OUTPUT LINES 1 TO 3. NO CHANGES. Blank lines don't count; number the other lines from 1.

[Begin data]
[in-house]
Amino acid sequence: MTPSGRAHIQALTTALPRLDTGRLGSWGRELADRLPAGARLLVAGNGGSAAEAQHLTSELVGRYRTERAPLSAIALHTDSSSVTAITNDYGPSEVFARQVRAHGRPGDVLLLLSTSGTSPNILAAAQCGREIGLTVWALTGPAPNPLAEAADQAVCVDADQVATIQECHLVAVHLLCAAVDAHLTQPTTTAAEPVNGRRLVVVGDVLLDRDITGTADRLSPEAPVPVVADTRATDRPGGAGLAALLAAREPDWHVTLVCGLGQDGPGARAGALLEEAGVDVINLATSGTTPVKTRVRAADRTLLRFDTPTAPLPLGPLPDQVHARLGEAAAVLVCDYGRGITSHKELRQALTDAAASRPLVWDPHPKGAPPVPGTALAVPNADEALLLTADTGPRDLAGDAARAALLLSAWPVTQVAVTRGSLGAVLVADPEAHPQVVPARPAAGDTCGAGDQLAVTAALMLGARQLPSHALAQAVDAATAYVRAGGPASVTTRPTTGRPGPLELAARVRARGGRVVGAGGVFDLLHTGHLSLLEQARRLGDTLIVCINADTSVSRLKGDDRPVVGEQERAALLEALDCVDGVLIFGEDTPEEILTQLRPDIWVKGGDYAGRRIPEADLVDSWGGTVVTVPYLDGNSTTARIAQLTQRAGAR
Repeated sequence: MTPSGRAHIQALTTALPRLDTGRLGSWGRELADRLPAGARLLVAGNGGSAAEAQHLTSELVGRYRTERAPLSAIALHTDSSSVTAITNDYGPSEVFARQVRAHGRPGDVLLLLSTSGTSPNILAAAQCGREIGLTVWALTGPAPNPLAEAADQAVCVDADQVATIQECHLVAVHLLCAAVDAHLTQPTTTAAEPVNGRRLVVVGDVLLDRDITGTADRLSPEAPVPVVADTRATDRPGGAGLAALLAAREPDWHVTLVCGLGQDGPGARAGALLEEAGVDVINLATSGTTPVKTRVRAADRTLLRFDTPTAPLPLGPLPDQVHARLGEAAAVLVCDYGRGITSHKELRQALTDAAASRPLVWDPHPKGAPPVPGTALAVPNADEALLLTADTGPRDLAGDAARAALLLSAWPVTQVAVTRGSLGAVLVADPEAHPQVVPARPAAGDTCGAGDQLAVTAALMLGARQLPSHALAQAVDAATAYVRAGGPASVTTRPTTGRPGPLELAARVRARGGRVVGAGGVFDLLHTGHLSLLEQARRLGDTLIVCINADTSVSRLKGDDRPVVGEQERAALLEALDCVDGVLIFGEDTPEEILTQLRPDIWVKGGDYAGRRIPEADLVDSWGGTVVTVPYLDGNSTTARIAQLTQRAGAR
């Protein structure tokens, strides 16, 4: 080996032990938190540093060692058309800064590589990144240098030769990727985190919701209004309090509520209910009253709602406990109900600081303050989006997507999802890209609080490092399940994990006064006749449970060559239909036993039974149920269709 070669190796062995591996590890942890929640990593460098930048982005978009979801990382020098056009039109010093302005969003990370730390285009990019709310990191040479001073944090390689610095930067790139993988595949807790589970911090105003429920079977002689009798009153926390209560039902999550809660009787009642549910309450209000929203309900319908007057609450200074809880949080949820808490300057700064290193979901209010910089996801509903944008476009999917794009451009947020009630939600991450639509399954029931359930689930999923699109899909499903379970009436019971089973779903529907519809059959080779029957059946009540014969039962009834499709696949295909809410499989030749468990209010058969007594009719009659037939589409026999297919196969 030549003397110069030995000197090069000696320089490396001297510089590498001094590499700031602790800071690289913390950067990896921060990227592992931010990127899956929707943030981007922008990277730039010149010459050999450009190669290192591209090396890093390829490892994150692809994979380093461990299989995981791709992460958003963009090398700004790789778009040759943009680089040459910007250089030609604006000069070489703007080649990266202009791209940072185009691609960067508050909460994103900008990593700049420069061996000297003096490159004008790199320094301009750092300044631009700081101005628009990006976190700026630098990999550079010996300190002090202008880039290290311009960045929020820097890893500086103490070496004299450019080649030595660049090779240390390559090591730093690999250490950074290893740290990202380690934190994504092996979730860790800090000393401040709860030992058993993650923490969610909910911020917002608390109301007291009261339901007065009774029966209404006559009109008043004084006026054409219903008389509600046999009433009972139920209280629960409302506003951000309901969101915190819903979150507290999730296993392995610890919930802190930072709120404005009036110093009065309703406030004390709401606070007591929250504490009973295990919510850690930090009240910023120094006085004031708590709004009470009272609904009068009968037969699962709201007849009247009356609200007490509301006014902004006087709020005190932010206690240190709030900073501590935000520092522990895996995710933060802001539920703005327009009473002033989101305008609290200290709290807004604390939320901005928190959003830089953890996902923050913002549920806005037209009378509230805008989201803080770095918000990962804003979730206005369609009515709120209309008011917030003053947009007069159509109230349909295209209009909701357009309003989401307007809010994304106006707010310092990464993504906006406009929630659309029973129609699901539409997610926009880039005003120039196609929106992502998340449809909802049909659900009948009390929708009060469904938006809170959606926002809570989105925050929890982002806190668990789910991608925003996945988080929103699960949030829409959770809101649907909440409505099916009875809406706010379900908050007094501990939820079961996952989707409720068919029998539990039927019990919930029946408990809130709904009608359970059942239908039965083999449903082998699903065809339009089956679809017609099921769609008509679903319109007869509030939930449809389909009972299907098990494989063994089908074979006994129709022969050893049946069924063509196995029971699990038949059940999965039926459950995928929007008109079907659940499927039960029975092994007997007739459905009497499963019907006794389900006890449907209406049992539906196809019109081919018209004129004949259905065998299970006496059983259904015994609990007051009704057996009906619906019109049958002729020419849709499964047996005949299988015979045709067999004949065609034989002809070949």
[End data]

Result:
[in-house]
Amino acid sequence: MTPSGRAHIQALTTALPRLDTGRLGSWGRELADRLPAGARLLVAGNGGSAAEAQHLTSELVGRYRTERAPLSAIALHTDSSSVTAITNDYGPSEVFARQVRAHGRPGDVLLLLSTSGTSPNILAAAQCGREIGLTVWALTGPAPNPLAEAADQAVCVDADQVATIQECHLVAVHLLCAAVDAHLTQPTTTAAEPVNGRRLVVVGDVLLDRDITGTADRLSPEAPVPVVADTRATDRPGGAGLAALLAAREPDWHVTLVCGLGQDGPGARAGALLEEAGVDVINLATSGTTPVKTRVRAADRTLLRFDTPTAPLPLGPLPDQVHARLGEAAAVLVCDYGRGITSHKELRQALTDAAASRPLVWDPHPKGAPPVPGTALAVPNADEALLLTADTGPRDLAGDAARAALLLSAWPVTQVAVTRGSLGAVLVADPEAHPQVVPARPAAGDTCGAGDQLAVTAALMLGARQLPSHALAQAVDAATAYVRAGGPASVTTRPTTGRPGPLELAARVRARGGRVVGAGGVFDLLHTGHLSLLEQARRLGDTLIVCINADTSVSRLKGDDRPVVGEQERAALLEALDCVDGVLIFGEDTPEEILTQLRPDIWVKGGDYAGRRIPEADLVDSWGGTVVTVPYLDGNSTTARIAQLTQRAGAR
Repeated sequence: MTPSGRAHIQALTTALPRLDTGRLGSWGRELADRLPAGARLLVAGNGGSAAEAQHLTSELVGRYRTERAPLSAIALHTDSSSVTAITNDYGPSEVFARQVRAHGRPGDVLLLLSTSGTSPNILAAAQCGREIGLTVWALTGPAPNPLAEAADQAVCVDADQVATIQECHLVAVHLLCAAVDAHLTQPTTTAAEPVNGRRLVVVGDVLLDRDITGTADRLSPEAPVPVVADTRATDRPGGAGLAALLAAREPDWHVTLVCGLGQDGPGARAGALLEEAGVDVINLATSGTTPVKTRVRAADRTLLRFDTPTAPLPLGPLPDQVHARLGEAAAVLVCDYGRGITSHKELRQALTDAAASRPLVWDPHPKGAPPVPGTALAVPNADEALLLTADTGPRDLAGDAARAALLLSAWPVTQVAVTRGSLGAVLVADPEAHPQVVPARPAAGDTCGAGDQLAVTAALMLGARQLPSHALAQAVDAATAYVRAGGPASVTTRPTTGRPGPLELAARVRARGGRVVGAGGVFDLLHTGHLSLLEQARRLGDTLIVCINADTSVSRLKGDDRPVVGEQERAALLEALDCVDGVLIFGEDTPEEILTQLRPDIWVKGGDYAGRRIPEADLVDSWGGTVVTVPYLDGNSTTARIAQLTQRAGAR